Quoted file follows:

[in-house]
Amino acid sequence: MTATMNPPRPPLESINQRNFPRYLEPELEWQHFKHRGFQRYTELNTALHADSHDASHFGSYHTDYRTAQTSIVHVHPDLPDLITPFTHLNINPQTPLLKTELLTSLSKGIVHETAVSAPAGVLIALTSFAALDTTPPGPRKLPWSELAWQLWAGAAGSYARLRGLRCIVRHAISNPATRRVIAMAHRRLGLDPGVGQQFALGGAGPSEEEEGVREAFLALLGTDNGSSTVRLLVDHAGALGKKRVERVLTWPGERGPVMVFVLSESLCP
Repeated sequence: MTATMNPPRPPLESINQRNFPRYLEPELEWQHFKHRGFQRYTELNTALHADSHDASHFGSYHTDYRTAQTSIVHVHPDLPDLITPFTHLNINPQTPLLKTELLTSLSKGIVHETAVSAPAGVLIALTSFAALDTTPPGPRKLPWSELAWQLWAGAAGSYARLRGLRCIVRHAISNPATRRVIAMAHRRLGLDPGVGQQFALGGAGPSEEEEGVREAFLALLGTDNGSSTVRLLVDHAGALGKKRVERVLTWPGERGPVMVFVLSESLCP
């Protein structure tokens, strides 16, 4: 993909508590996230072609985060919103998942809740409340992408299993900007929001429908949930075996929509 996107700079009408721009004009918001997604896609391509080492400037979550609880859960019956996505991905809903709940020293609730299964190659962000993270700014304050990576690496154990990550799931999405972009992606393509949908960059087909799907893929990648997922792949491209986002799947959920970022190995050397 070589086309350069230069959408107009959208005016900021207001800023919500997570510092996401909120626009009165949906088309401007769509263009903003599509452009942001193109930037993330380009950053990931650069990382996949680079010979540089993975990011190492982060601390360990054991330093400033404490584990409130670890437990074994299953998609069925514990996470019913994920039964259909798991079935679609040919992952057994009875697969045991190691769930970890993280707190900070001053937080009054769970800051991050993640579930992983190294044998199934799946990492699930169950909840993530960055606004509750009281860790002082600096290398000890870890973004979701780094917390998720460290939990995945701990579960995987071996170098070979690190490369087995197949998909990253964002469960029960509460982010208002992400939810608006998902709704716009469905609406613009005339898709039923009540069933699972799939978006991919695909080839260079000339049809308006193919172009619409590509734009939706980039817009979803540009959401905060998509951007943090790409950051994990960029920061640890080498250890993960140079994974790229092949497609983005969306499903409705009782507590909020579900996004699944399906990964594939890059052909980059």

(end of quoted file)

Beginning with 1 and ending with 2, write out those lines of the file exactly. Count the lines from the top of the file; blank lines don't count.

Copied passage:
[in-house]
Amino acid sequence: MTATMNPPRPPLESINQRNFPRYLEPELEWQHFKHRGFQRYTELNTALHADSHDASHFGSYHTDYRTAQTSIVHVHPDLPDLITPFTHLNINPQTPLLKTELLTSLSKGIVHETAVSAPAGVLIALTSFAALDTTPPGPRKLPWSELAWQLWAGAAGSYARLRGLRCIVRHAISNPATRRVIAMAHRRLGLDPGVGQQFALGGAGPSEEEEGVREAFLALLGTDNGSSTVRLLVDHAGALGKKRVERVLTWPGERGPVMVFVLSESLCP